Saturday, December 18, 2010

Jacob Ochtervelt

At the moment I have several higher priority things to deal with, but in a vague way I do intend to get around to making some 1670-80s clothes (so I can hang out with pirates at Pioneer Village). Unfortunately, this is neither my time period of expertise nor one that appeals to me that much, and I was having a difficult time finding examples of things I like. But that was before I discovered Jacob Ochtervelt. Check out these cool paintings.

The Music Lesson, 1671

Buying Grapes, 1669

The Love Letter, early 1670s

Family Portrait, 1670-75

De Speellieden, 1682

Lady with Servant and Dog, 1671-73

A Musical Company, 1670

The Backgammon Players, 1667-69

The Lemon Slice

An interior with two elegant ladies making their toilet together with a maid making the bed and a dog on a chair

The Drawing Lesson

Friday, December 17, 2010

Unusual Muffs for Winter

I took an exam today, so I am not competent to write much. But in honor of the cold, here are some of my favorite unusual muffs.

Muffs that are pretty embroidered silk, and not fur!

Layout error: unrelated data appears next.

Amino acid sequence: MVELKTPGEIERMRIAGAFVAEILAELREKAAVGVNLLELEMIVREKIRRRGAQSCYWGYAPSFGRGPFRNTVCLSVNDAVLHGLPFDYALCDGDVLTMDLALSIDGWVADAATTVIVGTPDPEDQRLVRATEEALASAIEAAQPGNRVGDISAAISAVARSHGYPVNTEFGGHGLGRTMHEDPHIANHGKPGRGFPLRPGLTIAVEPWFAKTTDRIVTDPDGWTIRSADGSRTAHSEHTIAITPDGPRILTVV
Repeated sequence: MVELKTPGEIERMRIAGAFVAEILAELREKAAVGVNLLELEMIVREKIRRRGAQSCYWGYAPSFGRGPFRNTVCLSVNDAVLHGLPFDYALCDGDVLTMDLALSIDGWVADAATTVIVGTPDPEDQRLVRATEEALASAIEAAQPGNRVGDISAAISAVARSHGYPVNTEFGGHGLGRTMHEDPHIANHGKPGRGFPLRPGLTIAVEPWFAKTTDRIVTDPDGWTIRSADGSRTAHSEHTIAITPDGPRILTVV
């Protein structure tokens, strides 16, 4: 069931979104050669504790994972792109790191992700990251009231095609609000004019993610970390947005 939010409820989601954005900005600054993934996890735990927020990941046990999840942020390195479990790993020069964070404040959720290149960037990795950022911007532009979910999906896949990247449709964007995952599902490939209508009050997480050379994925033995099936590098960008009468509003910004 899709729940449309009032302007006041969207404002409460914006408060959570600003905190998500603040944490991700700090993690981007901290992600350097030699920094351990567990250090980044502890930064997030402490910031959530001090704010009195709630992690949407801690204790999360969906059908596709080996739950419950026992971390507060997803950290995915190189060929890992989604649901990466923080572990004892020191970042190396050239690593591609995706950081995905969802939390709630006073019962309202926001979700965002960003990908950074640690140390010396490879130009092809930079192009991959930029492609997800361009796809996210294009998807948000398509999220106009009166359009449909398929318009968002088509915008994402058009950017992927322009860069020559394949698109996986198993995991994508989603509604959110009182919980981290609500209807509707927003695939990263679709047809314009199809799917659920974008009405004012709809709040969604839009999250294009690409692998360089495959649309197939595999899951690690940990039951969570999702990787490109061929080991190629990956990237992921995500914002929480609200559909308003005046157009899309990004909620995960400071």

Muffs that are strangely wiggly!
And my favorite category: Muffs that look like you are carrying a dead animal around!

Thursday, December 16, 2010

One More Yellow Regency Dress

You know, for good measure. This one is in the McCord Museum.

Wednesday, December 15, 2010

A Further Study In Bustles - The 1880s

These are 1880s bustles. As you can see, they have a similar pattern. There are the dull hoop-type bustles, the mummy-bustles, and the narrow bustles just in the back in casings. The interesting part is that there are also some stranger and more fascinating short bustles. I know it is a lot of pictures to scroll through, but make sure you get that far because they are cool.

Plain hoops.Mummy-style bustle

Casings, all the bustle in the back.
Short bustles! I adore them.

Tuesday, December 14, 2010

A Study of 1870s Bustles

Wow. This is a lot of pictures. Brace yourself.

I was thinking about steampunk, and I thought I would like to make a bustle. So I started researching. These are the 1870s bustles I found (tomorrow you can see the 1880s!). I have lumped them into three categories. First, the boring, like hoops but a little funny shaped, bustles. Second, there are the mummy hoops (I have included pictures from both side and front for these, so you can see what I am talking about), where there are wire supports only in the back and then a grid of tapes for support. I have made up the mummy term, but that's just what it makes me think of. Then there are the more interesting bustles, which vary and are often fabric with casings for wires or even without wires altogether. Interesting. I must further consider what I want to make for myself. If nothing else, I'm enjoying seeing the variation.

First category: Boring hoop-like things.
Second category: The mummy bustle

Third category: Interesting bustles, usually with casings.